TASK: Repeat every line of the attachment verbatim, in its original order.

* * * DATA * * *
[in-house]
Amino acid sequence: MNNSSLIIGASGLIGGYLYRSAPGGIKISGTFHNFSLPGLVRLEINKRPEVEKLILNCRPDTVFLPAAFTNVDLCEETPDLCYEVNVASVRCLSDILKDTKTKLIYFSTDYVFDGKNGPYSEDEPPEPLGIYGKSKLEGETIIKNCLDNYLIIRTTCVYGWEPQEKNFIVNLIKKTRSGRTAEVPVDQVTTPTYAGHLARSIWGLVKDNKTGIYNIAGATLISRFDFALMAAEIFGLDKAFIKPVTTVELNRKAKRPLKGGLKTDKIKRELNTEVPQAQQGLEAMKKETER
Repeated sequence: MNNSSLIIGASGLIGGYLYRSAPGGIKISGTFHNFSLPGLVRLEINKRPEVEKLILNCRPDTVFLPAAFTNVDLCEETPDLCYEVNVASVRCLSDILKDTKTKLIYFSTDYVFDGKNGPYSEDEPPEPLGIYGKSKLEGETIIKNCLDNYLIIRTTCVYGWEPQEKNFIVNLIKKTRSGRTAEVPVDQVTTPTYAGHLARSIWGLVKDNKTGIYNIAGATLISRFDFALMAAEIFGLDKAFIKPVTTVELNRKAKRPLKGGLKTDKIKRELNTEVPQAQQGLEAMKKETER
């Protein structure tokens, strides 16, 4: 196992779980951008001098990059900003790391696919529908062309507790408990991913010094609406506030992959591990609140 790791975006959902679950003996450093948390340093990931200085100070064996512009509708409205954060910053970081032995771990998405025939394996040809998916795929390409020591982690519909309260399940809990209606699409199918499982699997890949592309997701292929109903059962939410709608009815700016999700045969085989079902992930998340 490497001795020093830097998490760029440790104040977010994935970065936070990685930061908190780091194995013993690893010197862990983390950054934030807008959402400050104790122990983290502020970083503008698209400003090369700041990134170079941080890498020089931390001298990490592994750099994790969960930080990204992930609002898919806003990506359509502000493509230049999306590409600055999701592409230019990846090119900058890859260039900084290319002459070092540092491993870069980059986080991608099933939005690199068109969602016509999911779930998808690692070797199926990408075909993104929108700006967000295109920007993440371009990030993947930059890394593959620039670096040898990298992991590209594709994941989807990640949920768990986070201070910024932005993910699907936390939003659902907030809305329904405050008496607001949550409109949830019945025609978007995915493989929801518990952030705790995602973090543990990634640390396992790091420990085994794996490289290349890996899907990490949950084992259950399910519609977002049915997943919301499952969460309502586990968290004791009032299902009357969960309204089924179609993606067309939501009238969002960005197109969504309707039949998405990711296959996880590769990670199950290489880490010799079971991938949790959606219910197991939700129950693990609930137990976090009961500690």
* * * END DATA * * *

[in-house]
Amino acid sequence: MNNSSLIIGASGLIGGYLYRSAPGGIKISGTFHNFSLPGLVRLEINKRPEVEKLILNCRPDTVFLPAAFTNVDLCEETPDLCYEVNVASVRCLSDILKDTKTKLIYFSTDYVFDGKNGPYSEDEPPEPLGIYGKSKLEGETIIKNCLDNYLIIRTTCVYGWEPQEKNFIVNLIKKTRSGRTAEVPVDQVTTPTYAGHLARSIWGLVKDNKTGIYNIAGATLISRFDFALMAAEIFGLDKAFIKPVTTVELNRKAKRPLKGGLKTDKIKRELNTEVPQAQQGLEAMKKETER
Repeated sequence: MNNSSLIIGASGLIGGYLYRSAPGGIKISGTFHNFSLPGLVRLEINKRPEVEKLILNCRPDTVFLPAAFTNVDLCEETPDLCYEVNVASVRCLSDILKDTKTKLIYFSTDYVFDGKNGPYSEDEPPEPLGIYGKSKLEGETIIKNCLDNYLIIRTTCVYGWEPQEKNFIVNLIKKTRSGRTAEVPVDQVTTPTYAGHLARSIWGLVKDNKTGIYNIAGATLISRFDFALMAAEIFGLDKAFIKPVTTVELNRKAKRPLKGGLKTDKIKRELNTEVPQAQQGLEAMKKETER
């Protein structure tokens, strides 16, 4: 196992779980951008001098990059900003790391696919529908062309507790408990991913010094609406506030992959591990609140 790791975006959902679950003996450093948390340093990931200085100070064996512009509708409205954060910053970081032995771990998405025939394996040809998916795929390409020591982690519909309260399940809990209606699409199918499982699997890949592309997701292929109903059962939410709608009815700016999700045969085989079902992930998340 490497001795020093830097998490760029440790104040977010994935970065936070990685930061908190780091194995013993690893010197862990983390950054934030807008959402400050104790122990983290502020970083503008698209400003090369700041990134170079941080890498020089931390001298990490592994750099994790969960930080990204992930609002898919806003990506359509502000493509230049999306590409600055999701592409230019990846090119900058890859260039900084290319002459070092540092491993870069980059986080991608099933939005690199068109969602016509999911779930998808690692070797199926990408075909993104929108700006967000295109920007993440371009990030993947930059890394593959620039670096040898990298992991590209594709994941989807990640949920768990986070201070910024932005993910699907936390939003659902907030809305329904405050008496607001949550409109949830019945025609978007995915493989929801518990952030705790995602973090543990990634640390396992790091420990085994794996490289290349890996899907990490949950084992259950399910519609977002049915997943919301499952969460309502586990968290004791009032299902009357969960309204089924179609993606067309939501009238969002960005197109969504309707039949998405990711296959996880590769990670199950290489880490010799079971991938949790959606219910197991939700129950693990609930137990976090009961500690």